I don’t recall feeling that professors encouraged much, if any, competition. I found the professors to be helpful to a fault, if a little busy or absent-minded. They seemed to act as bumpers in a bowling alley, offering gentle guidance. I learned as much from my colleagues as from the professors. The poets in my program whom I admired were the poets I learned from. They were present always in my workshops, at readings, at parties. I entered into a sort of quiet, self-imposed, deferential competition with them. This still touches my writing, and those poets are the foremost reason I do value the time, and the sickening amount of student loan money, I spent on graduate school.

2nd Question

Lauren Ireland:

It is unethical to review oneself, glowing or otherwise, because poets (I, at least) are too close to their own work to view it with any kind of impartiality. Certainly some sort of detachment would result from years away from one’s work, but the mental and emotional ties, for better or worse, are always wedded to one’s poems. I always look back at my old work with either pride or disgust; there are some poems I’ve written and grown to despise, and others seem so good I couldn’t have been their author.

However, there is something so endearingly naïve about Whitman—his childish egotism, his bare-assed baby-view of the world, even after his war-time experiences—that I have to forgive his reviews. Someone else mentioned Pessoa, and that is where my mind went first, but it is difficult for me to ascribe that kind of pathology, or single-minded purpose, to Whitman’s intentions. It is presumptuous of me to assume this; I can’t help but to find charming earnestness and sweetness in Whitman’s reviews of himself. I have to believe that he believed in his own poems.

I should clarify that I don’t find Whitman as one-dimensional as I feel I’ve just described him; it is just that I find a wholesome quality in his poems, and a willingness to strip bare and divulge so much, that it is difficult for me to view him with much cynicism. I know many poets, some here, some elsewhere, who have self-aggrandizing tendencies and who are fond of rather vocal public self-praise, and whose intentions I always meet with skepticism. If they don’t quite have the balls to truly review their own work, they have friends to do it for them. They aren’t Whitman, though, and their poems don’t begin to approach his. I think I’ve arrived at this: there’s nothing unethical in believing in one’s own work, but it’s mighty suspicious to tout it in reviews, hence Whitman’s need for pseudonyms.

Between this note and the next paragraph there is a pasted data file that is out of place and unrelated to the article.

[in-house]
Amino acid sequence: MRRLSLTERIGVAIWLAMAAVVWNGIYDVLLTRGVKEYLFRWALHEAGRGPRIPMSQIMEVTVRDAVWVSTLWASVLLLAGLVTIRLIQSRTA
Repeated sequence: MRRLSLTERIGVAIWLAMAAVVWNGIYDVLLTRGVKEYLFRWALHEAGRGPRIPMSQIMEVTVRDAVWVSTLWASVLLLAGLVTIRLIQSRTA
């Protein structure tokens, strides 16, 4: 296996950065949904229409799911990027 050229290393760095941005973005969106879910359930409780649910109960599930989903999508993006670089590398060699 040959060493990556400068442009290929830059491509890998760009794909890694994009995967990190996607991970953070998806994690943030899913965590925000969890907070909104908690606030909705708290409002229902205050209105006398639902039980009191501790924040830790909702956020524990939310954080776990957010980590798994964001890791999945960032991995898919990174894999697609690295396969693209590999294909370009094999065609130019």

Will Esposito:

A few respondents seem to have exhausted this question. I don’t think America offered (or offers) too many avenues for radical queens of genius. It’s a lot of underbrush that makes going difficult. The best Whitman move was to publish Emerson’s personal letter to him without Emerson’s permission. Emerson was miffed. I think a more interesting question now is what do you get when you don’t promote yourself in any way except that which is respectable. What are the lines of propriety? Do your poems die with you or is there still hope for a poetry of genius in a nation that teaches advertisement as the one true hope for the kind of respect Whitman still receives?